Hammer ToeA hammertoe is a deformity that causes a toe to bend or curl downward instead of pointing forward. This deformity can affect any toe on the foo...
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A hammertoe is a deformity that causes your toe to bend or curl downward instead of pointing forward. This deformity can affect any toe on your foot; however, it most often affects the second toe or third toe. Although a hammertoe may be present at birth, it usually develops over time due to wearing ill-fitting shoes or arthritis. In most cases, a hammertoe is treatable.
Your toe contains two joints that allow it to bend at the middle and bottom. A hammertoe occurs when the middle joint becomes dislocated.
Common causes of this joint dislocation include:
- a toe injury
- a high foot arch
- wearing shoes that don’t fit properly
- tightened ligaments or tendons in the foot
- pressure from a bunion (when your big toe points inward toward your second toe)
Spinal cord or peripheral nerve damage may cause all of your toes to curl downward.
Certain risk factors increase your likelihood of developing a hammertoe. These include:
- a family history of hammertoes
- wearing tight or pointy-toed shoes
- wearing shoes that are too small
- having calluses, bunions, or corns (thickened layers of skin caused by prolonged/repeated friction)
Wearing shoes that are too small can force the joint of your toes into a dislocated position. This makes it impossible for your muscles to stretch out. Over time, the practice of wearing improperly fitting shoes increases your risk of developing hammertoes, blisters, bunions, and corns.
A hammertoe causes you discomfort when you walk. It can also cause you pain when trying to stretch or move the affected toe or those around it. Hammertoe symptoms may be mild or severe.
- a toe that is bent downward
- corns or calluses
- difficulty walking
- the inability to flex your foot or wiggle your toes
- claw-like toes
See your doctor or podiatrist right away if you develop any of these symptoms.
A hammertoe is usually diagnosed with a physical inspection of your toe. Imaging tests, such as X-rays, may be ordered if you have had a bone, muscle, or ligament injury in your toe.
Treatment options for a hammertoe are based on the severity of the condition.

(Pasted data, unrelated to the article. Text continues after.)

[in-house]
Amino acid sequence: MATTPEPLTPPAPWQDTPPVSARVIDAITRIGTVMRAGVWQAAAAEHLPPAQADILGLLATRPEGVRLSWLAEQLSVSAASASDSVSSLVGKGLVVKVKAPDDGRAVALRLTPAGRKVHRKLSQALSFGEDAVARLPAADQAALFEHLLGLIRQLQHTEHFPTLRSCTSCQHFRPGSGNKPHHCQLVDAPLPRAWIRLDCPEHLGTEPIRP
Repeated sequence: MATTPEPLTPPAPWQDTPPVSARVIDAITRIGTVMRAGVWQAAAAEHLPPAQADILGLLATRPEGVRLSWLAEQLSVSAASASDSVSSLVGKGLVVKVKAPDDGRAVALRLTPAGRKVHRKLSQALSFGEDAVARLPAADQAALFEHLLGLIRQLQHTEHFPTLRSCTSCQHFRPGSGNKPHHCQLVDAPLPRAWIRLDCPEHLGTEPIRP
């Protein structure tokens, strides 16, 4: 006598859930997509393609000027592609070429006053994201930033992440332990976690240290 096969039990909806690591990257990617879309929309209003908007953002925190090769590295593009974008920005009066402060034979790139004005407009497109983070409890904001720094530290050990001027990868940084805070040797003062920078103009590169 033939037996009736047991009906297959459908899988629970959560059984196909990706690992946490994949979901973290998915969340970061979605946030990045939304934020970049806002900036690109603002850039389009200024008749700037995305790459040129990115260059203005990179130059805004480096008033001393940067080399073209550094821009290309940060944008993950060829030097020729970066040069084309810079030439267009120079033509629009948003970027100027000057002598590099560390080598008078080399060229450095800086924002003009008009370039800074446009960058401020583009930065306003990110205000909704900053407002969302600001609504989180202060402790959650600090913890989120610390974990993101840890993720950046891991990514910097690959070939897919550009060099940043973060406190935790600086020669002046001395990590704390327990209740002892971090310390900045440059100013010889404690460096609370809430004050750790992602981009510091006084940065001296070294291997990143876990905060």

Treatment for a Mild Hammertoe
A hammertoe caused by inappropriate footwear can be corrected by wearing properly fitting shoes. If a high arch caused the condition, wearing toe pads or insoles in your shoes can help. These pads work by shifting your toe’s position, which relieves pain and corrects the appearance of your toe.
You can usually use over-the-counter cushions, pads, or medications to treat bunions and corns. However, if they are painful or if they have caused your toes to become deformed, your doctor may opt to surgically remove them.
If you have blisters on your toes, do not pop them. Popping blisters can cause pain and infection. Use over-the-counter creams and cushions to relieve pain and keep blisters from rubbing against the inside of your shoes.
Gently stretching your toes can also help relieve pain and reposition the affected toe.
Treatment for a Severe Hammertoe
If you are unable to flex your toe, surgery is the only option to restore movement. Surgery is used to reposition the toe, remove deformed or injured bone, and realign your tendons. Surgery is normally done on an outpatient basis, so you can return home on the day of your surgery.
The number-one hammertoe prevention tip is to wear properly fitting shoes. If your shoes feel too snug, go to your local shoe store and have the length and width of your feet measured.
If you wear high heels, keep the heel height to 2 inches or less. Wearing shoes with high heels increases the pressure on your toes and causes them to bend. It can also cause the formation of corns and a high arch.
Once the cause of the hammertoe is successfully treated, it usually goes away without complications. However, waiting too long to seek treatment can cause your surrounding toes to become deformed as the hammertoe forces them out of position.
Medically Reviewed by: Brenda B. Spriggs, MD, MPH, FACP
Published: Jul 25, 2012
Published By: Healthline Networks, Inc.